Nothing is what it appears to be. Dollhouse opens with these enigmatic words, and with them, sets the tone for the entire show. And points a knowing finger at the morally ambiguous themes it addresses over the course of two brief seasons.
I first came across Dollhouse (watch on Hulu) late one night several years ago as I was looking for something to watch. I saw that it was directed by Joss Whedon and starred Eliza Dushku (both of whom I came to love from my days of watching Buffy the Vampire Slayer and Angel), and was instantly sold. I binge-watched the show over the course of a few days, and it whisked me away on a creatively cerebral adventure.
Dollhouse centers around the
evil well-funded Rossum Corporation, which runs clandestine underground establishments, called Dollhouses, across the globe. Rossum recruits good-looking physically fit people to volunteer five years of their life to work as Dolls (also called Actives) in exchange for handsome compensation, clearing up of life issues (like paying off their mother’s daunting mortgage payment), and not remembering anything from those five years. During this term, Dolls have their own memories removed and are imprinted with the personalities needed to accomplish assassinations, security, sex work, or anything else for those wealthy enough to rent a human being.
New Actives are greeted by genius man-child Topher, who created the profound technology that can wipe and imprint peoples’ minds. Actives are programmed with an almost childish blank-slate personality they revert to between engagements. The show follows an Active named Echo (played by Dushku) and her journey towards discovering who she really is—an activist named Caroline.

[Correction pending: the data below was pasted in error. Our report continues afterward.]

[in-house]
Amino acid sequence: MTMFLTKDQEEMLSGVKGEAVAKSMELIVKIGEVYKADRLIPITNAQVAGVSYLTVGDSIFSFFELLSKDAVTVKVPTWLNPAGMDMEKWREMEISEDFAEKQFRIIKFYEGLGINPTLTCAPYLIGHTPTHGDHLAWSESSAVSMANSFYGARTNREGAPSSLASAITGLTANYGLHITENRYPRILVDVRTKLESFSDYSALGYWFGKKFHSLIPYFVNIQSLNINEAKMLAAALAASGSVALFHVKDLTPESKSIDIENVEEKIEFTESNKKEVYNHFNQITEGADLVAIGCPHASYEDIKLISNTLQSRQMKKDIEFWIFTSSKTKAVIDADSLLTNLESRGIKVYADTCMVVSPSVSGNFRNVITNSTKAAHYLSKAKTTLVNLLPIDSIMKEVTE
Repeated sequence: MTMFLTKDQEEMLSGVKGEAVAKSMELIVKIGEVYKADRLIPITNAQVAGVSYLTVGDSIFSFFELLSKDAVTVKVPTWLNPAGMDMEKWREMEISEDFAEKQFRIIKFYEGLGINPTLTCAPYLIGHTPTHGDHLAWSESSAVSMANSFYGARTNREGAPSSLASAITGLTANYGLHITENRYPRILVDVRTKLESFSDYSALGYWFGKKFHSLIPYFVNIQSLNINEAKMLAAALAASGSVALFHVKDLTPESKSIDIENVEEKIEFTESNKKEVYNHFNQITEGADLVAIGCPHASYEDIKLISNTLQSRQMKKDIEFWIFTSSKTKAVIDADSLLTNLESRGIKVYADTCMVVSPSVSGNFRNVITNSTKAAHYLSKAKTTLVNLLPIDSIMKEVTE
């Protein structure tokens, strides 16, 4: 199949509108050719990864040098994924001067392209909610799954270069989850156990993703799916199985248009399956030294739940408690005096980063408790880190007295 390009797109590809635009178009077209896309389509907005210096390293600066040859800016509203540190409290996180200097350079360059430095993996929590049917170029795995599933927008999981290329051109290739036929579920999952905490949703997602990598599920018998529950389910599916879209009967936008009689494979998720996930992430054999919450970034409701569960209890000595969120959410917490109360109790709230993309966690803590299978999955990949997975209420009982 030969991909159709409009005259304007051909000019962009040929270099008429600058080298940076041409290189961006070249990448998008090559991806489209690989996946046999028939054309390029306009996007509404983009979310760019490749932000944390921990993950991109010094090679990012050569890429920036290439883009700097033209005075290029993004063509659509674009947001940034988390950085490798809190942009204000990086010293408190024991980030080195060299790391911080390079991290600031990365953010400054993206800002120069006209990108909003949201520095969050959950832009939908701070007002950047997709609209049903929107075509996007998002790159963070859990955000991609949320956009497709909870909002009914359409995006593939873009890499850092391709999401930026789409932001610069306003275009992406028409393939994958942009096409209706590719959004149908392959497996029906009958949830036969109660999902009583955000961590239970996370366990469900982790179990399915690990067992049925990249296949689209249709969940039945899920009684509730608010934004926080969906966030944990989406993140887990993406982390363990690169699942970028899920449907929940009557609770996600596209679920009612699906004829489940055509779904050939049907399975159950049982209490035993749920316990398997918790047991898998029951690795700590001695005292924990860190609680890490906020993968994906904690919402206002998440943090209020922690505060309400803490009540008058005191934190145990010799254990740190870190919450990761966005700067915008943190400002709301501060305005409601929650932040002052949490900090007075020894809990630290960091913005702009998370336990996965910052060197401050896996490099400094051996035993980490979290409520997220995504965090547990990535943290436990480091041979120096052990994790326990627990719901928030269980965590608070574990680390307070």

Dushku’s character starts off with story-of-the-week adventures but quickly evolves into working to figure out more about Rossum and how a corporation with such illicit endeavors can thrive, along with the types of people willing to pay for such a horrible service.
Regarding the Actives, it’s fun to think about the type of technology that could do this, and the mechanics of how it would work (and how close we are to being able to do that in real life). It’s also fun, but in a treacherous kind of way, to think about how easily it works, how powerful the imprints are, and how effortlessly they fool and manipulate others. The Dolls themselves bring up a question of the soul, of sentience in humans or even in robots.
Whedon comments on the existence of the human soul with a plotline that shows Echo’s continuous fight against technology to connect with her original personality, even after hundreds of imprints and mind wipes that revert her back to her blank Doll state.
Whedon also comments on greed and the philosophical morality of for-profit technology that panders to billionaires. We even see Topher offer to throw in free “upgrades” to Actives on their last day at the Dollhouse before they leave, like fixing eyesight or “downloading” the knowledge for how to do karate. It makes you think about why Rossum’s technology—or, frankly, any technology we have in real life—is so often given to or designed for those who can afford it, rather than those who could actually benefit from it.
I grew up watching and reading sci-fi stories, and I love seeing how sci-fi influences technology (and vice versa). As an English major, I love digging into a story, pulling it apart to see what makes it tick and to see what lessons can be taken away from it. To me, Dollhouse is equal parts brilliant sci-fi and rich storytelling. I could spend weeks or even months gnawing on its bones and gristle, ruminating over all the thought-provoking themes woven into it, and I heartily recommend it to anyone who loves sci-fi and technology.